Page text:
In Jennifer Ditchburn’s article “CBC contributes $3.7B in gross value to Canadian economy: report” she fails to disclose her own relationship as a paid panellist for such CBC shows as “At Issue” and “Power and Politics” thus leaving her readers without any knowledge of her potential bias.

My complaint is two-part:

1)      What is the policy of Canadian Press on full disclosure in the matters of financial relationships in which your journalists are involved?

2)      Did Ditchburn get “fed” this self-serving CBC story from a CBC employee with whom she has a conflicting relationship?

Please respond

Dean Skoreyko


Before I get to the issue of conflict of interest, I want to correct some misinformation about the genesis of the story on the CBC. It was not “fed” to Ms. Ditchburn. The CBC publicly released this report; Ms. Ditchburn was assigned the story by an editor and did not generate the idea herself; the story makes it quite clear the comments by Mr. Lacroix were made in a conference call and not to CP only.

You didn’t raise the issue of whether there was bias in Ms. Ditchburn’s story, so let me address the issue of whether there is a conflict of interest on the part of Ms. Ditchburn because she is an occasional commentator on CBC.

I acknowledge there is the potential for conflict for the very reason you’ve raised. I would have concern about conflict if Ms. Ditchburn was on contract with CBC and it was a significant part of her income. But she is not on contract with them. She is one of many of our reporters (not just in Ottawa) who appear on TV (not just the CBC) and that doesn’t mean they can’t write an objective story about one of the networks because they get occasional fees for their appearances. We also have a robust editing system in place to guard against anything that would be against our journalistic standards — including conflict of interest on the part of a particular reporter. Given all that, I have no problem with the fact that Ms. Ditchburn wrote this particular story.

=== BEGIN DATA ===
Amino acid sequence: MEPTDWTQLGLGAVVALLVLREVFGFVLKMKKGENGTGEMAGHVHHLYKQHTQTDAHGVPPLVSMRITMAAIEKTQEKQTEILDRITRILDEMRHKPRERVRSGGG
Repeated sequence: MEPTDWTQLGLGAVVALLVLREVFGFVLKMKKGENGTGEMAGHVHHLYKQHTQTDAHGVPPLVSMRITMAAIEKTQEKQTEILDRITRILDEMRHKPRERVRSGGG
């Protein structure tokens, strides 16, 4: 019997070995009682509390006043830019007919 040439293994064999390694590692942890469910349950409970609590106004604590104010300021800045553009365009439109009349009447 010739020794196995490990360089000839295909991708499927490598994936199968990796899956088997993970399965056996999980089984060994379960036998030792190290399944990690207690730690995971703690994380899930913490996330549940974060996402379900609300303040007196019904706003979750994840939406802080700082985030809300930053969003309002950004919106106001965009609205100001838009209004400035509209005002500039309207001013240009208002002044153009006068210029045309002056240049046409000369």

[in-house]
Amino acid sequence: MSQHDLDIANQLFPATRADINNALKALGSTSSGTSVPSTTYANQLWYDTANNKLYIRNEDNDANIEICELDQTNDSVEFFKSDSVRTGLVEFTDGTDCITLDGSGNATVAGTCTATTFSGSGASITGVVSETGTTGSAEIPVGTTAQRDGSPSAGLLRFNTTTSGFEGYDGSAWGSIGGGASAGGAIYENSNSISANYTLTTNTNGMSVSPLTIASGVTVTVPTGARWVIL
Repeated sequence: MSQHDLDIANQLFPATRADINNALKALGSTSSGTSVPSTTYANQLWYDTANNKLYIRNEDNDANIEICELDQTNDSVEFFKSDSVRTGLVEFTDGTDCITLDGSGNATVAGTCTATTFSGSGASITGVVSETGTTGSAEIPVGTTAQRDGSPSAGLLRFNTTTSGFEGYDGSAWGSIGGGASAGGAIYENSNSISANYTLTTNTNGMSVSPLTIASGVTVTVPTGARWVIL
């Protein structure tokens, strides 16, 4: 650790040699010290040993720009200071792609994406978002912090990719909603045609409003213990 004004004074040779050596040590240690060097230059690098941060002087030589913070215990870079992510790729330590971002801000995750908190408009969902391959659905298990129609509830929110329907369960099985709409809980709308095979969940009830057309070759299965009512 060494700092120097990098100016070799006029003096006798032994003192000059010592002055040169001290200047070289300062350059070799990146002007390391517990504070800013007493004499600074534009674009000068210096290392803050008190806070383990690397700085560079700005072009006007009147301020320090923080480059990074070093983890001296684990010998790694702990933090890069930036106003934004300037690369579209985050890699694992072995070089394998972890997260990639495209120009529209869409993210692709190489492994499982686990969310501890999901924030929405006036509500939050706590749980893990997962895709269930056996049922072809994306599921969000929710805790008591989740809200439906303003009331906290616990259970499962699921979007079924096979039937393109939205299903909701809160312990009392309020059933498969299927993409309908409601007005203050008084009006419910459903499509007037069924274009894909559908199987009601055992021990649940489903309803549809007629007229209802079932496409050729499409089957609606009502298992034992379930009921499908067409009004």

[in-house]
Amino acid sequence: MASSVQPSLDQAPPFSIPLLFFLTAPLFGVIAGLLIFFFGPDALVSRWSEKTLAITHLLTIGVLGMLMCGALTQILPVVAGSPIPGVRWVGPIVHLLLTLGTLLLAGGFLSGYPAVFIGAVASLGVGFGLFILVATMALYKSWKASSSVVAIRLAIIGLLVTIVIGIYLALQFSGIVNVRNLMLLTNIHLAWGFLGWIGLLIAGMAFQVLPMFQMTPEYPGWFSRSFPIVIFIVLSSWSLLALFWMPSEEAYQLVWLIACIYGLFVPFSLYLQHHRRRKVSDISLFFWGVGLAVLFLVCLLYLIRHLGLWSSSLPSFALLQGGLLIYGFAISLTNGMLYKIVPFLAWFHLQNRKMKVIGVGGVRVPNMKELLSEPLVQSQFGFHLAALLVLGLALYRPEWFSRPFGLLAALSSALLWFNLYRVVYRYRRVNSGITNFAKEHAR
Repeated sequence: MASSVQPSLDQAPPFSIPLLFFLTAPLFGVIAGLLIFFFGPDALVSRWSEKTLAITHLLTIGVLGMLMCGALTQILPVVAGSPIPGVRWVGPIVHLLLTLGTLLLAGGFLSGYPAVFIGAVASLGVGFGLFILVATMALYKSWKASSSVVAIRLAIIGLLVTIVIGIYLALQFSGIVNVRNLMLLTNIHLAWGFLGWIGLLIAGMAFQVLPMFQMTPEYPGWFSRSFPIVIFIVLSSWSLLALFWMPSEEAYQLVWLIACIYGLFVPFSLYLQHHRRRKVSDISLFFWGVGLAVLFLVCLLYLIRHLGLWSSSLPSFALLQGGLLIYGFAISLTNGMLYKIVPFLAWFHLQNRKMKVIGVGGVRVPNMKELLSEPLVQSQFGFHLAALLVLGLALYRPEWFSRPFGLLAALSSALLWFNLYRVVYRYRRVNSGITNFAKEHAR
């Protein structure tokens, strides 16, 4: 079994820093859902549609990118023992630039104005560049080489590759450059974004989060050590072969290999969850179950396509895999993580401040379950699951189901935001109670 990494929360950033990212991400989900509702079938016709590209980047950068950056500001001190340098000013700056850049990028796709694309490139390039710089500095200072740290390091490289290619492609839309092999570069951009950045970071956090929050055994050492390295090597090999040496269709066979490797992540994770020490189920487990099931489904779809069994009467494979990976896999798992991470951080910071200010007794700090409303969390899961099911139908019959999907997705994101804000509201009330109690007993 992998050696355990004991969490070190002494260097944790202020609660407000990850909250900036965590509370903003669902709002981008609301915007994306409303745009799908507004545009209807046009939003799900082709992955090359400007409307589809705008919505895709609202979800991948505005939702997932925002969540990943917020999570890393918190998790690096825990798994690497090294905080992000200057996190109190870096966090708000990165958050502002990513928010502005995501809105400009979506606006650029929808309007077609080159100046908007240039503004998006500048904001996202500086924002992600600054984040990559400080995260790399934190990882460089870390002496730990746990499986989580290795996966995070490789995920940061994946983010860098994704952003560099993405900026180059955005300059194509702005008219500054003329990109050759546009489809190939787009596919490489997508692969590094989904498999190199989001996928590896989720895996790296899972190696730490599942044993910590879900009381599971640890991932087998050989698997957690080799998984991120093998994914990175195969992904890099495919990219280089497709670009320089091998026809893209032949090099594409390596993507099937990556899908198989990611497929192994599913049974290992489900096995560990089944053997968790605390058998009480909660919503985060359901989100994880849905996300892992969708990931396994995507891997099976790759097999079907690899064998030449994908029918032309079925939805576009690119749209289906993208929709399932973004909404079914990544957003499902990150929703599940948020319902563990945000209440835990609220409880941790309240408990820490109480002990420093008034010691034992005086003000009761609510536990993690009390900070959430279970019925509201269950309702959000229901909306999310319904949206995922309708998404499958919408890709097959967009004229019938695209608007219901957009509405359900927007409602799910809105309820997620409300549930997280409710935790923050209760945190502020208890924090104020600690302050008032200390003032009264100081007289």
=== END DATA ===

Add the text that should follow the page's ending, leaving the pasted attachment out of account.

One final thought from my end: the CBC is a client of The Canadian Press and that means they pay us for our service. But that doesn’t prevent us from writing stories about the CBC. Some people may see that as a conflict, but I don’t. Newspapers take advertising dollars from the TV networks and still write stories about them. I don’t see that as a conflict either.

I don’t know if you agree with my explanation, but I wanted to let you know our thinking on this topic.

Take care,




Thank you for your reply and I would like to address just one of the issues at this time.

Since I wrote you it’s come to my attention that CBC President Hubert Lacroix held an invite-only conference call with a select journalists and others to release the report. No advisory was issued on the normal wire services to participate which contradicts what you are now telling me. Was this editor one of the invitees?
I will be asking the CBC Ombudsman to investigate this additional matter as it lends to select journalists being “fed” this article.
I don’t know the details of Mr. Lacroix’s conference call, but it doesn’t contradict what I’m telling you. I said he didn’t only make the remarks to CP and our story clearly identified that his remarks were made in a conference call.
I have no idea how and why the CBC decided to make Mr. Lacroix available. You would need to ask them that. It’s not unusual for newsmakers to do conference calls with a select group of news organizations. The NHL does it on a regular basis, as do many businesses.